This Coast Guard float for a parade in 1946 promoted the Coast Guard Training Station, Aids to Navigation School in Groton, Connecticut. With all of today’s overly strict requirements by the Coast Guard Curator, it is highly unlikely that a lens would be allowed to be displayed on a float. However, this photo is a vital part of Coast Guard and lighthouse history. (Photo part of a series from Edgar M. Whitford who was the keeper of Gull Rock Lighthouse from 1929 to 1942 and then an instructor at the Aids to Navigation School.)
The Lighthouse Restaurant
A vintage post card showing The Lighthouse Restaurant in Brewer, Maine in the 1950s. We wonder when it disappeared from the Maine scene.
One of Maine’s Lost Lights
This Cape Cod style structure was the Grindle Point Lighthouse that was built in 1851 at the entrance to Gilkey Harbor on Maine’s Islesboro Island. Its first keeper was Rufus Dunning, who was followed by Francis Grindle, who was the man who sold the land to the government that the lighthouse was built upon. Nelson Gilkey, who served as the keeper from 1856 to 1861, and Avery Gilkey, who served as a keeper from 1869 to 1872, were descendants of John Gilkey, the man who the harbor was named after where the lighthouse stands. However, Avery Gilkey was fired for dereliction of duty. He was replaced in 1872 by Seth H. Higgins who served as the keeper when the lighthouse shown here was replaced in 1874 by the light tower that stands there today.
In the Movies
Isaac Barr, played by Richard Gere, and Heather Evans, played by Kim Basinger, are shown on the deck of a reportedly old abandoned lighthouse, actually played by California’s Pigeon Point Lighthouse in the 1992 neo-noir Warner Brothers psychological thriller movie Final Analysis. For the sake of the movie, the Pigeon Point Lighthouse was fictionally moved 50 miles so that it could be by the Golden Gate Bridge. And to help make it a bit spookier, a non-existent cemetery was added to the lighthouse grounds. Look closely in this image and you will see the first order Fresnel lens in the lantern behind them. (The lens is no longer in the lantern.) The movie’s dramatic nail-biting ending takes place at the top of the lighthouse.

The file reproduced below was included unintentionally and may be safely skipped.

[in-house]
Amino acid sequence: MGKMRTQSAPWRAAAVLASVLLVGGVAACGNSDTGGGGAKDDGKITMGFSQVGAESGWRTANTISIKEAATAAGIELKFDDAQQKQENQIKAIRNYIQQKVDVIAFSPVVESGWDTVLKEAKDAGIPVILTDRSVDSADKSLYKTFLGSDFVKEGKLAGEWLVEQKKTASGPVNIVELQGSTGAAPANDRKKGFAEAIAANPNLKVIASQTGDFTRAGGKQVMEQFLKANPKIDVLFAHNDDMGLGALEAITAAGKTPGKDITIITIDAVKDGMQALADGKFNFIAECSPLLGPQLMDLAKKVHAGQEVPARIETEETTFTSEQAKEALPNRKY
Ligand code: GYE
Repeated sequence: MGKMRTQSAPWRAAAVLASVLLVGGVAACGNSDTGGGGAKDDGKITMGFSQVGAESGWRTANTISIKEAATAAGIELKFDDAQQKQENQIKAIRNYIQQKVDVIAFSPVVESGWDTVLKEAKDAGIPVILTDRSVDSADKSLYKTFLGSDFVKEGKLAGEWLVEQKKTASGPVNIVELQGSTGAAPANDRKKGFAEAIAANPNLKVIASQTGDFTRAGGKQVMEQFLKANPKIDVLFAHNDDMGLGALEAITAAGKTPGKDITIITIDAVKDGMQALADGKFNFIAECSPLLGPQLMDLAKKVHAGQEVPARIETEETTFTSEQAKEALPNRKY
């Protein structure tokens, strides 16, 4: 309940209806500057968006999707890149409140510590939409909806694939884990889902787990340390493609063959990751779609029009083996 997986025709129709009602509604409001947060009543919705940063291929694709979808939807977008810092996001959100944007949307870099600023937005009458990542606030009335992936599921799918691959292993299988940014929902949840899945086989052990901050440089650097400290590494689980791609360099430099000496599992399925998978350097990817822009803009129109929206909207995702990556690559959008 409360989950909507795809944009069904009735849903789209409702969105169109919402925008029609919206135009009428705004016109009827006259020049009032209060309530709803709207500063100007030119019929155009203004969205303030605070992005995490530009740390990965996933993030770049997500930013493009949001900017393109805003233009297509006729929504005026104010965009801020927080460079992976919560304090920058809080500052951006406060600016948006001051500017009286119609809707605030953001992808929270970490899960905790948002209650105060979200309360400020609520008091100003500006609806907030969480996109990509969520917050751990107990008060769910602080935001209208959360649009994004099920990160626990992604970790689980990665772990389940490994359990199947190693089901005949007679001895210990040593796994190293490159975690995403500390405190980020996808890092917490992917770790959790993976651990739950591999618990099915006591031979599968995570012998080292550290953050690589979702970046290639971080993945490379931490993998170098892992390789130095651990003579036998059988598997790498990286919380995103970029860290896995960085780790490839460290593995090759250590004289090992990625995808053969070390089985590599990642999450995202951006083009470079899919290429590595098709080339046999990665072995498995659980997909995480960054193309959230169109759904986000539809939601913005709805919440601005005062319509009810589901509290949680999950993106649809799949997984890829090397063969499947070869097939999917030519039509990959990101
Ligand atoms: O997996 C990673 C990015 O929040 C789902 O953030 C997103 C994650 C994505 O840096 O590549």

Amusement Park Dedication
Shown here on September 8, 1968 are Sidney Villere, Secretary of the Orleans Parish Landmark Society, and Leonard V. Huber, President of the society, on the day that they placed a bronze plaque identifying the Port Ponchartrain Lighthouse in honor of the 40th Anniversary of Port Ponchartrain Beach Amusement Park. Apparently, some of the visitors to the amusement park did not know the name of the lighthouse, or its history. When it was built in 1855, it was over 2,000 feet offshore, but eventually landfill projects left it on dry land, and an amusement park was built around it. The keeper’s quarters and other outbuildings have long ago disappeared. The lighthouse has also been known as the Milneburg Lighthouse. The amusement park, which started in operation in 1928, was demolished in 1983. The lighthouse is now owned by the University of New Orleans. Currently, the structure is in dire need of a major cosmetic overhaul.
Life at a Lost Washington Light
This 1940s photo of the no longer standing Willapa Bay Lighthouse in North Cove, Washington is from the archives of the Clatsop County Historical Society. Although no people are shown in the photograph, the old car and truck show that there was some activity going on. If we only had a time machine to watch what was happening on that day! Threatened by erosion, the lighthouse, which had been discontinued, met its final demise on the day after Christmas, December 26, 1940 when, what was left of it, collapsed over the bluff.
This story appeared in the
Sep/Oct 2018 edition of Lighthouse Digest Magazine. The print edition contains more stories than our internet edition, and each story generally contains more photographs - often many more - in the print edition. For subscription information about the print edition, click here.
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